Europe turns to energy efficient lighting, says Osram

Aug. 18, 2009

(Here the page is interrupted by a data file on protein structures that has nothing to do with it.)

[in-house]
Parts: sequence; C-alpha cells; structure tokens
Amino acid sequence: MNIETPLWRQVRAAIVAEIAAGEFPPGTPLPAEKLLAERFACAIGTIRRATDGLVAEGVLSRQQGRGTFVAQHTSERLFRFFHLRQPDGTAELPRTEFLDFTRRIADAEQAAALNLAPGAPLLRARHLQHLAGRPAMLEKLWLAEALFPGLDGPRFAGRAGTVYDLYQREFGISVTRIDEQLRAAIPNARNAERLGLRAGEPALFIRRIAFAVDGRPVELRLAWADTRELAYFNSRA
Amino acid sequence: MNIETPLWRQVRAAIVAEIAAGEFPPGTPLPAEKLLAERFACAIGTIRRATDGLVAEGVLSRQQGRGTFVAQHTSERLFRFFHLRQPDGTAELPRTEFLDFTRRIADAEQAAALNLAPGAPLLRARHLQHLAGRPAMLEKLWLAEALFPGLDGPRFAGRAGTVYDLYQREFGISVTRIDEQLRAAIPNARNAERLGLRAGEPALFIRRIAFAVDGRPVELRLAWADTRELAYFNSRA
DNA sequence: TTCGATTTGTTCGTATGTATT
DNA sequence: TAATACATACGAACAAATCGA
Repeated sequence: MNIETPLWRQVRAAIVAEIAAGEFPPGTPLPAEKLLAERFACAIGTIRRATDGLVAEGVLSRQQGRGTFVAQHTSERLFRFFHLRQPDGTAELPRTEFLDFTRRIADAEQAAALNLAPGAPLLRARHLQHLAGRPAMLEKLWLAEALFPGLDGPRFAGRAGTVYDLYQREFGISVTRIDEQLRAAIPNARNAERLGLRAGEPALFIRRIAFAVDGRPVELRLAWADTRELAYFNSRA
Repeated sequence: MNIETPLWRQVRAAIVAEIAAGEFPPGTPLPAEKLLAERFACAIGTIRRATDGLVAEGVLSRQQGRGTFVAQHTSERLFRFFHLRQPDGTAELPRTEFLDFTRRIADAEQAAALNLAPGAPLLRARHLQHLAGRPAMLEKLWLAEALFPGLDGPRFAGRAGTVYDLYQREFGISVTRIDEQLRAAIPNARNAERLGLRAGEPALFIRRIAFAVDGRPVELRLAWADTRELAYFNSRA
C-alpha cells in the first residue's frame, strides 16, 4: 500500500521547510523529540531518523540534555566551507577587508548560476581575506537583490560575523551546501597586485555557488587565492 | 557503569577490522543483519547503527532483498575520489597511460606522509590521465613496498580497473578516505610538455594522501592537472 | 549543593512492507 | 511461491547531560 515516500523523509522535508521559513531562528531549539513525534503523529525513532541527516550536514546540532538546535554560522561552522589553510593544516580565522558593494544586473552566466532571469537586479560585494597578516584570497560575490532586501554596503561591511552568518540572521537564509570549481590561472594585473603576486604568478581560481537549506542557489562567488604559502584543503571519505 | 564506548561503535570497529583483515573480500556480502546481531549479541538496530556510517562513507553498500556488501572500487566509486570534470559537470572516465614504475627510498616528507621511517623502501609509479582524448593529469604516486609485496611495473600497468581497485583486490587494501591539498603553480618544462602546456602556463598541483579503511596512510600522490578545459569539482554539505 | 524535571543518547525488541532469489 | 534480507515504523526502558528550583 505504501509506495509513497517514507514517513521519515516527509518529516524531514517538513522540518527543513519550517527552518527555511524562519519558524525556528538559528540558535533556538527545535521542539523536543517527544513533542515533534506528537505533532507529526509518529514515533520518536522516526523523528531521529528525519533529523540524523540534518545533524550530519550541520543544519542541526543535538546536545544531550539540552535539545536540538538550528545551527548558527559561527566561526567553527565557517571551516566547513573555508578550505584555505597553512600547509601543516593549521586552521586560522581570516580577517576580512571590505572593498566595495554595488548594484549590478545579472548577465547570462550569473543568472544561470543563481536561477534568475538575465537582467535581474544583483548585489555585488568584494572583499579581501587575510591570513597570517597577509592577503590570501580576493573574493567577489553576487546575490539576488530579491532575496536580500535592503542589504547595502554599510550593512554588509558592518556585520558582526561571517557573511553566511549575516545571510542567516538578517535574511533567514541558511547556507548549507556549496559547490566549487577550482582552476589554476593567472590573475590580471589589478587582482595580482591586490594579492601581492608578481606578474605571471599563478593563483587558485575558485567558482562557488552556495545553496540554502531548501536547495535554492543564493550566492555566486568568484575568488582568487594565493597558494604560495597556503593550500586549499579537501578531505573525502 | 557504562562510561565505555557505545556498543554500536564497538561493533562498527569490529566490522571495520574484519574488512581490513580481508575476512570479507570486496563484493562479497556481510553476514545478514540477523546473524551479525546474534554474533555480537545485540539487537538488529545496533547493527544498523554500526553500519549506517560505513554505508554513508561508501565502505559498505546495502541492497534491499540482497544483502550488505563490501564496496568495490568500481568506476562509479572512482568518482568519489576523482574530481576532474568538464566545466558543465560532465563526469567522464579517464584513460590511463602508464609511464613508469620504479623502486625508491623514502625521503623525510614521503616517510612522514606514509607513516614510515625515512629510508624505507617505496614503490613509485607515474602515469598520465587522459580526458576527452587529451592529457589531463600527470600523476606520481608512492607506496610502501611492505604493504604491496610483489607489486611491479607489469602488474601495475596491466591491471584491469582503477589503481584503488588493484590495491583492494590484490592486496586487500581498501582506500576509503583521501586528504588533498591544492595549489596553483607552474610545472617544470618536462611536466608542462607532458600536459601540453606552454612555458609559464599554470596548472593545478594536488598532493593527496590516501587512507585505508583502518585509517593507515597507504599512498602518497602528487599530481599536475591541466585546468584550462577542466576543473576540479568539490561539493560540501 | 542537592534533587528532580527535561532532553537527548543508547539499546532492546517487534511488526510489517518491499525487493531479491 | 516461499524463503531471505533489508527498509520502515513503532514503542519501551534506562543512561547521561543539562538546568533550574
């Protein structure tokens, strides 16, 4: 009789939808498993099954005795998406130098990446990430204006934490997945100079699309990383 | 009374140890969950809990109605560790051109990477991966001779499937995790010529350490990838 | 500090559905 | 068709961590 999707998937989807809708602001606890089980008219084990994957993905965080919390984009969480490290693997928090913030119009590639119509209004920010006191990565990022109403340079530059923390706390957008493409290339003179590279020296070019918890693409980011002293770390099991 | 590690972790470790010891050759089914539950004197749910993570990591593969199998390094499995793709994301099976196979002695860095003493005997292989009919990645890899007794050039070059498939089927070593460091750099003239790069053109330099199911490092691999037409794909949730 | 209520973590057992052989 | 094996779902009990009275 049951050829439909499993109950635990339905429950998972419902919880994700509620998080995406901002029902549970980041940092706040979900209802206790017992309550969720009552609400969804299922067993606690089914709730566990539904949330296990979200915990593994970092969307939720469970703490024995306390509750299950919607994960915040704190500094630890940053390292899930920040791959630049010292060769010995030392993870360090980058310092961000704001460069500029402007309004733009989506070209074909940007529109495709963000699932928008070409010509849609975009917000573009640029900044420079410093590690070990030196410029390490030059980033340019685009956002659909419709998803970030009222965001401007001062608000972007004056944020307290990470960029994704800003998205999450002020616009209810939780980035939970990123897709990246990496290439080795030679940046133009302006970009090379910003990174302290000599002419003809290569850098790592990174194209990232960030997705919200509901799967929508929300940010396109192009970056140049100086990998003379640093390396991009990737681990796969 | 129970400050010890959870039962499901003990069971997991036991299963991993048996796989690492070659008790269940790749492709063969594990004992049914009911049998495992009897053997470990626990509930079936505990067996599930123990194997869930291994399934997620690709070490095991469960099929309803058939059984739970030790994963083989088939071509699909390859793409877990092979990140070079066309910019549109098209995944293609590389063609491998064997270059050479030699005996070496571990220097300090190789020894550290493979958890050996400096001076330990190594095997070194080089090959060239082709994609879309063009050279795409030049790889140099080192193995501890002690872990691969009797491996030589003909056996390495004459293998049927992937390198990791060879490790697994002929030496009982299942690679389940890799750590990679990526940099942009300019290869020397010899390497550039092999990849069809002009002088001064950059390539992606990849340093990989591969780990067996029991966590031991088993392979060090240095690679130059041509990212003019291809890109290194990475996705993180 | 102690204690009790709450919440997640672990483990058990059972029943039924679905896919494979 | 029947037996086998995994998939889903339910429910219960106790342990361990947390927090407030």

Date Announced: 18 Aug 2009 -- The incandescent lamp is a thing of the pastEuropean consumers are switching to green products as a result of the EU ban on incandescent lamps. According to the GfK market research company, sales of traditional light bulbs fell by up to 35 percent in the first quarter of 2009 in a number of European countries. Increases in purchases of regular light bulbs are a regional phenomenon, particularly in Germany and Austria. "The big trend is energy efficiency. Green products account for 65 percent of our sales nowadays and we aim to raise this figure still further to 80 percent in the coming years", explains Martin Goetzeler, CEO of Osram. "Internationally speaking, we're at the forefront of technological change which will be given a further boost by the EU decision. The incandescent lamp, on the other hand, has only played a minor role in our business for many years." The EU ban will come into force in stages by 2016. The first step will see the phase-out, as from September 1st, of the 100 Watt bulb, one of the biggest energy wasters, in addition to frosted-glass light bulbs.Osram feels it has a duty as a manufacturer to provide the consumer with some guidance on the EU decision and the alternative products. Such alternatives include halogen and energy-saving lamps in various shapes, wattages and colors. "Our recommendation as from September 1st is therefore to change to energy-saving products. This way the consumer will save up to 250 euros throughout the product life as well as protecting the environment," according to Goetzeler. As a leading lighting manufacturer, Osram has the world's largest product range with a focus on energy efficiency and light quality.Halogen lamps are almost identical to incandescent light bulbs, are 30 percent more efficient and fit into standard household light sockets. Even more efficient are energy-saving lamps with savings of up to 80 percent. The scepticism surrounding the technology stems mainly from the early days of the energy-saving lamp – after all, the invention is over 20 years old. Osram has in the meantime made significant technological progress and is now able to offer the consumer an alternative this summer with the new "warm comfort light" which can hardly be distinguished from the light of a traditional light bulb.The trend towards LED light sources will also grow stronger. Light-emitting diodes open up new opportunities for lighting applications, especially thanks to their small dimensions, energy efficiency and long service life.A recent study by Osram and Siemens Corporate Technology proves that light-emitting diodes (LEDs) are just as environmentally friendly as energy-saving lamps and have considerably less impact on the environment than traditional light bulbs. According to the study, the latest generation of LED lamps uses more than 98 percent of the total energy used during its service life and only less than two percent during their manufacture. Similar results have been achieved with energy-saving lamps.The latest generation of LED lamps from Osram has a service life of 25,000 hours with a rating of eight watts. To achieve the same lamp life with traditional light bulbs would require twenty-five 40-watt bulbs, each with an average life of 1,000 hours. Some 3,300 kilowatt hours (kWh) of primary energy are required for the manufacture and service life of the incandescent light bulbs, which will be phased out gradually as from September 2009. The LEDs require only 700 kWh.About OsramOSRAM is part of the Industry sector of Siemens and one of the two leading lighting manufacturers in the world. Sales for the OSRAM group worldwide in the year ending September 30, 2008 totaled 4.6 billion euros, 88 percent of which came from outside Germany. OSRAM is a high-tech company in the lighting industry. Over 65 percent of sales come from energy-efficient products. This global player employs more than 43,500 people worldwide, supplies customers in some 150 countries and has 46 production facilities in 17 countries.

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